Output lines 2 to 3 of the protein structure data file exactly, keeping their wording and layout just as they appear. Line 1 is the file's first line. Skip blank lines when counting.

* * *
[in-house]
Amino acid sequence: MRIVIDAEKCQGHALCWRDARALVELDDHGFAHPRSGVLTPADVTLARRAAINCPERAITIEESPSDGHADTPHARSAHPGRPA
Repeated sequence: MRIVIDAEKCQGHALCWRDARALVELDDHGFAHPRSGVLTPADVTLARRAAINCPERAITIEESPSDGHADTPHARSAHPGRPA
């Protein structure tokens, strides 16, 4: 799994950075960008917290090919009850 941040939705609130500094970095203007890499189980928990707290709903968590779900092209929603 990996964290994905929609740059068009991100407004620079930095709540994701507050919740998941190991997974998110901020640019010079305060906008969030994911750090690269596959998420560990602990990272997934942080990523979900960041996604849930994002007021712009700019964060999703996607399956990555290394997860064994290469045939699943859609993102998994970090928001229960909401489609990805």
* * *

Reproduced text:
Amino acid sequence: MRIVIDAEKCQGHALCWRDARALVELDDHGFAHPRSGVLTPADVTLARRAAINCPERAITIEESPSDGHADTPHARSAHPGRPA
Repeated sequence: MRIVIDAEKCQGHALCWRDARALVELDDHGFAHPRSGVLTPADVTLARRAAINCPERAITIEESPSDGHADTPHARSAHPGRPA